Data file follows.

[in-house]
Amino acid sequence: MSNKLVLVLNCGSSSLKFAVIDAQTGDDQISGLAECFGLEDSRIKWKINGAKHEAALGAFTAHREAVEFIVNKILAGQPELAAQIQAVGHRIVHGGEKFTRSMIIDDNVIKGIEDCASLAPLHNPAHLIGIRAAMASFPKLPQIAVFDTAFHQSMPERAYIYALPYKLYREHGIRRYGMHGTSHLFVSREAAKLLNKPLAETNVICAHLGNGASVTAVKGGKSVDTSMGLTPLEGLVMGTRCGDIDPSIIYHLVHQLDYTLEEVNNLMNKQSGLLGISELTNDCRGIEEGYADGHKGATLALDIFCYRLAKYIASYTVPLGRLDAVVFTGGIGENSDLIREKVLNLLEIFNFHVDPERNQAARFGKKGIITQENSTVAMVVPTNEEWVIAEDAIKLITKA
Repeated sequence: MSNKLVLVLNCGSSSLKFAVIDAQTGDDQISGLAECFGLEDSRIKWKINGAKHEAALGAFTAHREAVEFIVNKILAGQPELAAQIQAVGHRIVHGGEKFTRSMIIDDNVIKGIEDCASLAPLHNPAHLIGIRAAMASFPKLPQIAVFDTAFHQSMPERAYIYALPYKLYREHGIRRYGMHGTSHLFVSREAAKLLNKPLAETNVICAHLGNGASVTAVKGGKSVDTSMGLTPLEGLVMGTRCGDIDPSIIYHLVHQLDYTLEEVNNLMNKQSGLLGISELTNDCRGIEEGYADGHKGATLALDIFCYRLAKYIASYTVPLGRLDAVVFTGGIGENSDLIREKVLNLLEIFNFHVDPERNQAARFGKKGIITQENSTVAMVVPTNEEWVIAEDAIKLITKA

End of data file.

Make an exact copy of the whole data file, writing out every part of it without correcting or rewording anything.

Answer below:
[in-house]
Amino acid sequence: MSNKLVLVLNCGSSSLKFAVIDAQTGDDQISGLAECFGLEDSRIKWKINGAKHEAALGAFTAHREAVEFIVNKILAGQPELAAQIQAVGHRIVHGGEKFTRSMIIDDNVIKGIEDCASLAPLHNPAHLIGIRAAMASFPKLPQIAVFDTAFHQSMPERAYIYALPYKLYREHGIRRYGMHGTSHLFVSREAAKLLNKPLAETNVICAHLGNGASVTAVKGGKSVDTSMGLTPLEGLVMGTRCGDIDPSIIYHLVHQLDYTLEEVNNLMNKQSGLLGISELTNDCRGIEEGYADGHKGATLALDIFCYRLAKYIASYTVPLGRLDAVVFTGGIGENSDLIREKVLNLLEIFNFHVDPERNQAARFGKKGIITQENSTVAMVVPTNEEWVIAEDAIKLITKA
Repeated sequence: MSNKLVLVLNCGSSSLKFAVIDAQTGDDQISGLAECFGLEDSRIKWKINGAKHEAALGAFTAHREAVEFIVNKILAGQPELAAQIQAVGHRIVHGGEKFTRSMIIDDNVIKGIEDCASLAPLHNPAHLIGIRAAMASFPKLPQIAVFDTAFHQSMPERAYIYALPYKLYREHGIRRYGMHGTSHLFVSREAAKLLNKPLAETNVICAHLGNGASVTAVKGGKSVDTSMGLTPLEGLVMGTRCGDIDPSIIYHLVHQLDYTLEEVNNLMNKQSGLLGISELTNDCRGIEEGYADGHKGATLALDIFCYRLAKYIASYTVPLGRLDAVVFTGGIGENSDLIREKVLNLLEIFNFHVDPERNQAARFGKKGIITQENSTVAMVVPTNEEWVIAEDAIKLITKA